Start writing a post

Why Monique Coleman's choice of headbands in 'High School Musical' transcends fashion

In the 15 years since the movie's debut, Coleman is opening up about what happened on the show's set as a young Black woman.

Why Monique Coleman's choice of headbands in 'High School Musical' transcends fashion

Monique Coleman poses for a portrait at the Music Lodge during the Sundance Film Festival on Sunday, Jan.21,2018, in Park City, Utah

Photo by Taylor Jewell/Invision/AP

Growing up, I was obsessed with High School Musical. The choreography, the fashion ( at the time), and the songs (cue in "we're all in this together!"). I also can't forget about my favorite characters Troy Bolton ( Zac Efron), Gabriella Montez (Vanessa Hudgens), and Taylor McKessie (Monique Coleman), who I feel was a star in her own right.

McKessie was one of my role models in 2006. She was close with Gabriella Montez, super-intelligent, witty, and the East High Scholastic Decathlon Team captain. She also represented young Black girls like myself positively.

In the 15 years since the movie's debut, Coleman is opening up about what happened on the show's set as a young Black woman and her experiences that are similar to incidents that occur in the present day.

In an interview with Insider, Coleman revealed that the headbands that she frequently wore throughout the franchise. I even had a phase where I was wearing headbands like her because it was stylish to me. However, for Coleman, they weren't necessarily a style choice, although the headbands were fashionable. She wore them to make her poorly styled hair look presentable because of the lack of knowledge surrounding Black hair.

READ: Rewatching 'That's So Raven' made me realize its true message

Rewatching 'That's So Raven' made me realize its true message

That's So Raven' is a representation of Black girlhood

"The truth is, is that they had done my hair, and they had done it very poorly in the front," Coleman told Insider interview. She further stated that she had recommended incorporating headbands into her character's look when fixing her hair during filming wasn't available readily available to her. So, the hair accessory became a signature look for the High School Musical character.

More than a decade later, many Black actresses are still facing a lack of understanding and resources for the complexions and hair textures on the set. Actresses like Gabourey Sidibe to Gabrielle Union have been open about taking matters into their own hands and styling their own hair for projects when the hired stylist didn't have the knowledge to care for different hair types properly. Although the stylists on the sets may have pure intentions, it still seems out of touch and unaware of inclusivity.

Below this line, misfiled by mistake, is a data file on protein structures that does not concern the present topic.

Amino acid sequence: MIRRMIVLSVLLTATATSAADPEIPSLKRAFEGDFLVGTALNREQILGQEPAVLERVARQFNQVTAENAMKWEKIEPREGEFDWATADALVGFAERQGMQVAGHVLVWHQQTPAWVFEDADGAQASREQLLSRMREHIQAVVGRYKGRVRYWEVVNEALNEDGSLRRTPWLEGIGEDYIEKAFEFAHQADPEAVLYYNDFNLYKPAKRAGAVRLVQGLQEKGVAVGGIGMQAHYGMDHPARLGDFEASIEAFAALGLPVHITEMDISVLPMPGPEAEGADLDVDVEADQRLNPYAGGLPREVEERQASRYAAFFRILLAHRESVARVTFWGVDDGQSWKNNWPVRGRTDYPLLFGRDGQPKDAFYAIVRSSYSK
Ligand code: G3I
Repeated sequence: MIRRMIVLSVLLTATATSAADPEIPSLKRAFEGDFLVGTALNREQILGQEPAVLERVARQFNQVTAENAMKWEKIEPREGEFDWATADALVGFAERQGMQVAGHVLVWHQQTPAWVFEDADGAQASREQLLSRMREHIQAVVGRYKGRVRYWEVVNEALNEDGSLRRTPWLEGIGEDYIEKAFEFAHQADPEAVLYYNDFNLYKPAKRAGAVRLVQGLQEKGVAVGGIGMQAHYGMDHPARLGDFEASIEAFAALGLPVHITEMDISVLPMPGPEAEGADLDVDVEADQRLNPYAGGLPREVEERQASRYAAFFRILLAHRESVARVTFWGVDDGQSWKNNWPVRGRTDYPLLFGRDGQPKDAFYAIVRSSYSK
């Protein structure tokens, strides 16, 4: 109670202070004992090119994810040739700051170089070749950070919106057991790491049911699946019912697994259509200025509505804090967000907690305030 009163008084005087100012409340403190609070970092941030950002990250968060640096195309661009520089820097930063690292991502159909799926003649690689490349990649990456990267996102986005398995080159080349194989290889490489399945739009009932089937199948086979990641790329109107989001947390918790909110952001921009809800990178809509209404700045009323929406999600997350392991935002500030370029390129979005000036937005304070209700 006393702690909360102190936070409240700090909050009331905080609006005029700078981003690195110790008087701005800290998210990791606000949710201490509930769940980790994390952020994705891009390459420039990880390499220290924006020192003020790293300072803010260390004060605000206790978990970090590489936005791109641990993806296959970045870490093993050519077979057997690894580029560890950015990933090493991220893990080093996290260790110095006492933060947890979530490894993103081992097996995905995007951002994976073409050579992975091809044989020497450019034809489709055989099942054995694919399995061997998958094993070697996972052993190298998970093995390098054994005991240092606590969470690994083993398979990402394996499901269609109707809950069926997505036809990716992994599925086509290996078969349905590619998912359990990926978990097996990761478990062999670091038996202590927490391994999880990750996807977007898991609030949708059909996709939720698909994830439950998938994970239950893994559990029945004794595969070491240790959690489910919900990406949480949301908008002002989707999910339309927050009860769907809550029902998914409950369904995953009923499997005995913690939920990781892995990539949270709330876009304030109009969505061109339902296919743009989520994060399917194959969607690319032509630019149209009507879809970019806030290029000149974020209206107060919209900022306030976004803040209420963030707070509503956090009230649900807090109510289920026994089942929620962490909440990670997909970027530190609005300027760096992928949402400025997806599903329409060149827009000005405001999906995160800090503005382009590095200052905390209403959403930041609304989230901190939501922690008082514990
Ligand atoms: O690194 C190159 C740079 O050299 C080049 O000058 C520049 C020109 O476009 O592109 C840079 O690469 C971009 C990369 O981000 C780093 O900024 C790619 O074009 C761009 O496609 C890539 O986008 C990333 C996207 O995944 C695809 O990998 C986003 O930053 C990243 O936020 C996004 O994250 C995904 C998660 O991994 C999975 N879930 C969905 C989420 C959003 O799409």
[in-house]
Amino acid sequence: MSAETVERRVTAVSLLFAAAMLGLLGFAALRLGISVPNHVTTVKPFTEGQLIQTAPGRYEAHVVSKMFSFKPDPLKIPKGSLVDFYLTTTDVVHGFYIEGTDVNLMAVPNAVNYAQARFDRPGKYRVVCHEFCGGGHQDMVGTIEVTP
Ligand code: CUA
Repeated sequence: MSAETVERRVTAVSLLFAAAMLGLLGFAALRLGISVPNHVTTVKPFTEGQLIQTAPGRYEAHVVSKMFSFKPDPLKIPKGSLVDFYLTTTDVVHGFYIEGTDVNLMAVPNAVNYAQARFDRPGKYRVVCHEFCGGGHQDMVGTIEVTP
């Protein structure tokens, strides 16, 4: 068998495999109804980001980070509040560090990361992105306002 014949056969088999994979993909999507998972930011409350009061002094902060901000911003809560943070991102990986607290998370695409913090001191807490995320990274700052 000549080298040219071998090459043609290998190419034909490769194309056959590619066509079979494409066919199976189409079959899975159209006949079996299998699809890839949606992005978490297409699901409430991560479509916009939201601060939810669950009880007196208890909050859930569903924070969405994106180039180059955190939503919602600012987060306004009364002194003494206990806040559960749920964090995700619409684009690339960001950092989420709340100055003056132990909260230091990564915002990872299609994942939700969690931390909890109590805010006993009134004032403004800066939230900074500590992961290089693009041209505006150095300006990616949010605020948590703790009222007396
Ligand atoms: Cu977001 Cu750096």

Unfortunately, Even Coleman's success in a classic Disney film series didn't prevent her from having to take matters into her own hands to make her feel more comfortable with her look. More often than not, it seems like Black women that are a part of these big-budget films and TV shows are placed in these positions.

Despite this, the industry has made some strides to eradicate this issue, but there's always room for growth. Coleman and other celebrities who continue to share their experiences will help create the necessary conversation to enact change in the entertainment and other creative industries.

Kudos to all the women who fearlessly speak up about this.

Have you got something to say about this subject? Submit a post here and start the conversation.

people laughing and talking outside during daytime

As COVID-19 restrictions begin to ease, many are facing the anxiety of re-entering into society. Over the last year, we've been obligated to remain asocial, and as a result, many of us (myself included) are finding human interaction painfully awkward.

For as long as I can remember, making friends was never a difficult feat to accomplish. To my friends and family, I've always been the most outgoing and bubbly person in the room. While that remains to be true, lately I've found social interactions to be challenging and somewhat strained. Thankfully, now that I'm fully vaccinated, I've been venturing into the real world more frequently.

Keep reading... Show less

Misogyny is a destructive knotweed among queer men

Progress for the LGBT+ community isn't on the cards until we address the virulent creeper in the room.

When it comes to gay and bi men's mental health, one of the biggest stumbling blocks we face is internalised homophobia and biphobia – likely from an early adoption of toxic behaviours picked up in the playground and carried on into adulthood.

Alexander Leon stated on Twitter recently that 'Queer people don't grow up as ourselves, we grow up playing a version of ourselves that sacrifices authenticity to minimise humiliation and prejudice. The massive task of our adult lives is to unpick which parts of ourselves are truly us and which parts we've created to protect us."

Keep reading... Show less
#StartTheConversation by joining us on

Join our new platform for free and your post can reach a huge audience on Indy100 and The Independent join